|Title||Trip to Afghanistan and participating in Nowruz festival|
|Grade||K – 1|
|Proficiency Level||Novice Mid|
|Targeted Performance Level||Novice Mid|
Theme: “Trip to Afghanistan and participating in Nowruz festival.” Nowruz (literally “new day”) marks the first day of springand is widely celebrated in Afghanistan and the neighboring countries of Iran and Tajikistan as New Year’sDay (according to the solar calendar). The history of Nowruz goes back three thousand years. Through interactive activities, learners will explore Nowruz traditions and customs; they will learn when Nowruz is celebrated, how long the festivities last, andwhat families and communities do to welcome the start of spring.
The program will target learners in grades K-1 (5-6 years old); however, activities will be varied in order to differentiate instruction for older learners who may be entering the program at this level. For instance, younger children will be exposed to and practice the language using coloring and drawing, while older learners will complete charts and Venn diagrams.
The curriculum is intended for intensive STARTALK programs (5 days a week, 6 hours per day, including 2 hours for homework and further practice), but can be easily adapted for different program structures such as weekend schools, semester long programs, etc.
In the process of learning students will watch movies, listen to children stories, play related games, write words and short phrases related to self and Nowruz, and interact with each other as well as with their Afghan friends and other native speakers. Learners will also interpret photographs and simple pieces of literature (i.e., children songs, games, etc.). In addition, learners will make an illustrated list of their favorite activities and foods during Nowruz. They will further work in pairs or small groups to list similarities and differences between New Year’s celebrations in Afghanistan and the United States. They will look at the Nowruz related pictures and brainstorm ideas that may be associated with Nowruz. They will listen to authentic simple texts about Nowruz and complete charts answering What, When, Where questions. By the end of the program, learners will be able to list their favorite foods, games, activities, and important places that Afghans usually visit during Nowruz. They will also be able to identify areas that are similar to or different from New Year’s celebrations in the United States.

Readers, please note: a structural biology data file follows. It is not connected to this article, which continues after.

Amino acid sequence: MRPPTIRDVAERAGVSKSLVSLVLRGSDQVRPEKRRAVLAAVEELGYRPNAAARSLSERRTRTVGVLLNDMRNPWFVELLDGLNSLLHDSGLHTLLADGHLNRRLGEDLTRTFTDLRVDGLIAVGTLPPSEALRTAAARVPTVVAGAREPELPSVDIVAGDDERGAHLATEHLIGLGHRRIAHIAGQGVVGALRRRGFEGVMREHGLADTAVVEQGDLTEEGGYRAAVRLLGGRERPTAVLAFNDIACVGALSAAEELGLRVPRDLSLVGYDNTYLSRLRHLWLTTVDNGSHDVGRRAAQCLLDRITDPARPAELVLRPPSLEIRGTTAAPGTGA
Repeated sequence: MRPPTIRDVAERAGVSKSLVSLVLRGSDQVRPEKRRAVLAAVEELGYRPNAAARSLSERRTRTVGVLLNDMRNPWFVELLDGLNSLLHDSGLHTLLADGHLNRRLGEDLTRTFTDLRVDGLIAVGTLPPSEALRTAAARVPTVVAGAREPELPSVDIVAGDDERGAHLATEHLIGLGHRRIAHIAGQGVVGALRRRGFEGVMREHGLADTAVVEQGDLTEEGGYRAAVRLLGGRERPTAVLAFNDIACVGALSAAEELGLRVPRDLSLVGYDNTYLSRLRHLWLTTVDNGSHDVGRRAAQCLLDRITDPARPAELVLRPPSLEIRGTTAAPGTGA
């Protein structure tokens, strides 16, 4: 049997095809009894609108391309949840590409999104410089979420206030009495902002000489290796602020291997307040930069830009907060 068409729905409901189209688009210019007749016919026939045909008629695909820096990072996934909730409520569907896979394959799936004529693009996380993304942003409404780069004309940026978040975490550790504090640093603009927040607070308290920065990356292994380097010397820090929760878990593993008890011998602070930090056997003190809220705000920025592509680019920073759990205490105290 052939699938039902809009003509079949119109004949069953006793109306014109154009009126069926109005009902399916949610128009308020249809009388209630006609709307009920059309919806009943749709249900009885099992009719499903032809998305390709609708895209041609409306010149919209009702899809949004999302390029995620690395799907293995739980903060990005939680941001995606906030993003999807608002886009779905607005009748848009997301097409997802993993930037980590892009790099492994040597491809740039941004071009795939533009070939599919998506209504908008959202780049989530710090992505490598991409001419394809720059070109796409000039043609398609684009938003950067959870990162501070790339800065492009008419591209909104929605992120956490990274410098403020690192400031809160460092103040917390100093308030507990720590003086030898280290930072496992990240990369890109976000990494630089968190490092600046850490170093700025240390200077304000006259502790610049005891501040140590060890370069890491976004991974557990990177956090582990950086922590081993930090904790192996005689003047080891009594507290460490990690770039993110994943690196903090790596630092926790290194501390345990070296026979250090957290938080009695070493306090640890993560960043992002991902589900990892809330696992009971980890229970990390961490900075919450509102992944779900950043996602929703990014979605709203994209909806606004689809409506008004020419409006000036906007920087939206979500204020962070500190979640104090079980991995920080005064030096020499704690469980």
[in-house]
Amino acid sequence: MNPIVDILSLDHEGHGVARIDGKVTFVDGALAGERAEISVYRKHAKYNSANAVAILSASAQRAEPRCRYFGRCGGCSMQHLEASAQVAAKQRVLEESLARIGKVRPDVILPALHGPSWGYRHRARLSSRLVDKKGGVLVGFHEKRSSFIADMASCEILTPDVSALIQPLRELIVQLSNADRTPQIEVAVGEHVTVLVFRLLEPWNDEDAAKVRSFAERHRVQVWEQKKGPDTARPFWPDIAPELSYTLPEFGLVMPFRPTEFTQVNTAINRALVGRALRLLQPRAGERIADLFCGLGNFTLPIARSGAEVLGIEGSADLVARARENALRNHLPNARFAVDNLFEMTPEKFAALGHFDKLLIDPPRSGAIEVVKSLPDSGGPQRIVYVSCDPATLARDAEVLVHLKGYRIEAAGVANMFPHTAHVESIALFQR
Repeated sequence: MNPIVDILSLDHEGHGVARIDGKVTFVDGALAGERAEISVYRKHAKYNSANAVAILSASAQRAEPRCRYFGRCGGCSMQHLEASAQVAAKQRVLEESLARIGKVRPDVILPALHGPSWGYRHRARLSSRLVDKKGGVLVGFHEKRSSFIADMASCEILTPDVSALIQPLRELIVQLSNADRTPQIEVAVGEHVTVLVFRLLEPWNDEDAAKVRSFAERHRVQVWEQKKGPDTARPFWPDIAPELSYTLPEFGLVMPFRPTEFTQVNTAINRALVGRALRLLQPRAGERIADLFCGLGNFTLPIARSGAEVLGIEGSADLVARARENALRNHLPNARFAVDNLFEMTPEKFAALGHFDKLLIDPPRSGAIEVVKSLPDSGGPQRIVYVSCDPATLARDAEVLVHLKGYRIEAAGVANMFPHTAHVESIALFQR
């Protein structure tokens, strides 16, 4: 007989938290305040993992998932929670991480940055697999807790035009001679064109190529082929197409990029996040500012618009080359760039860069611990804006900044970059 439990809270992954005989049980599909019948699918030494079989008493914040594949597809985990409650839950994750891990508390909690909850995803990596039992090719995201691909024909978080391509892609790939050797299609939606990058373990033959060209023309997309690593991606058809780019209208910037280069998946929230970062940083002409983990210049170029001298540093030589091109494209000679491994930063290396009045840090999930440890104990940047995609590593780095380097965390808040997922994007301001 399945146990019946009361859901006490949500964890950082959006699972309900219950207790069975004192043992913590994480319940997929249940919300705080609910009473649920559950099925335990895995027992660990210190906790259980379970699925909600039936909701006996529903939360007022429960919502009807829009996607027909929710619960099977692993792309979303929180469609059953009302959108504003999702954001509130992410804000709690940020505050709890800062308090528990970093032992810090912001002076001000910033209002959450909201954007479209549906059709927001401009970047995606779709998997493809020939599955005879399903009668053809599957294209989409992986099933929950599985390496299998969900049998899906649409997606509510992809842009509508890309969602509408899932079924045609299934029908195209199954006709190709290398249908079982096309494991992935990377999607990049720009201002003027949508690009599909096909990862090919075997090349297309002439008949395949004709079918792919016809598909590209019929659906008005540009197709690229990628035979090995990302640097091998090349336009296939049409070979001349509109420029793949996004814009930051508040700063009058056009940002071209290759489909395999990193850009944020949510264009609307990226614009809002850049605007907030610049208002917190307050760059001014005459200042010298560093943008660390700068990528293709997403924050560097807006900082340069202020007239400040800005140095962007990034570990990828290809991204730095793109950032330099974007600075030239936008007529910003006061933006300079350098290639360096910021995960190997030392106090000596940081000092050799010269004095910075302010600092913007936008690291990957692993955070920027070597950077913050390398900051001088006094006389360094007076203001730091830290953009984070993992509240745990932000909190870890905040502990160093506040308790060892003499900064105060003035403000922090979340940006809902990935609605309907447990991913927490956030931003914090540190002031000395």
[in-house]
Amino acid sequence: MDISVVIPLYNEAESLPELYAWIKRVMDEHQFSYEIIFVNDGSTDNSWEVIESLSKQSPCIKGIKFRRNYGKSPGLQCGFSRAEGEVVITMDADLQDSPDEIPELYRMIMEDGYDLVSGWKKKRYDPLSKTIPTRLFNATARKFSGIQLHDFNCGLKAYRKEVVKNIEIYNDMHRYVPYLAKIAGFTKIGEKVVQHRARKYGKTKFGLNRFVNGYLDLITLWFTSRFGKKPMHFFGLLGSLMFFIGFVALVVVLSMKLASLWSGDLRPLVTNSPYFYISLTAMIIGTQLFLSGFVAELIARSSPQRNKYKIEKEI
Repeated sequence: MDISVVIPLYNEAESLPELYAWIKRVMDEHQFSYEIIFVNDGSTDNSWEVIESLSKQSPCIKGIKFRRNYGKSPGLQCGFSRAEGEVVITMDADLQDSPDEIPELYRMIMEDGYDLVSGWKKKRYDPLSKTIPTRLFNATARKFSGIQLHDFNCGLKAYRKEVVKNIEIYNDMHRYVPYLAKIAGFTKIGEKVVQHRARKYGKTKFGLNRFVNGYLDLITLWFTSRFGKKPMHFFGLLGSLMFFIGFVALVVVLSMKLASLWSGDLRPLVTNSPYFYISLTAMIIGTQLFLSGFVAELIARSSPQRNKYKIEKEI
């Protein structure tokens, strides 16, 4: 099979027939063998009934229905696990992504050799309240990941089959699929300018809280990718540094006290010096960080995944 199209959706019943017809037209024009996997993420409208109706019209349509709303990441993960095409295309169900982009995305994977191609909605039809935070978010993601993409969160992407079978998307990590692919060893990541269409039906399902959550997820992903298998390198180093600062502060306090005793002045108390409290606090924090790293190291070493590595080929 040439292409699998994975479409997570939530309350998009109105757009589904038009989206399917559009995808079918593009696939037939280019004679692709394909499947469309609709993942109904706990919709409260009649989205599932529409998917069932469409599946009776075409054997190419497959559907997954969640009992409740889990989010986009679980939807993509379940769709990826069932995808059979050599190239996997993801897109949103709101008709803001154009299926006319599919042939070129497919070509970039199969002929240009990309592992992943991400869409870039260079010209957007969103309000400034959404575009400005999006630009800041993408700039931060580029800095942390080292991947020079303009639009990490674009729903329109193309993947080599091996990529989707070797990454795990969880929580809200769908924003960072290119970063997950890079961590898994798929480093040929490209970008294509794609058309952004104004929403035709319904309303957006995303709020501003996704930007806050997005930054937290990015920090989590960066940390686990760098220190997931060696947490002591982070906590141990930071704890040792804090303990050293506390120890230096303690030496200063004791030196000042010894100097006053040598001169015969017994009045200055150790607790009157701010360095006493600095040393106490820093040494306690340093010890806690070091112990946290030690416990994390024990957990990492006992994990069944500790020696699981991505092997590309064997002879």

- Learning Plan/Lesson Plan
- Learning Tools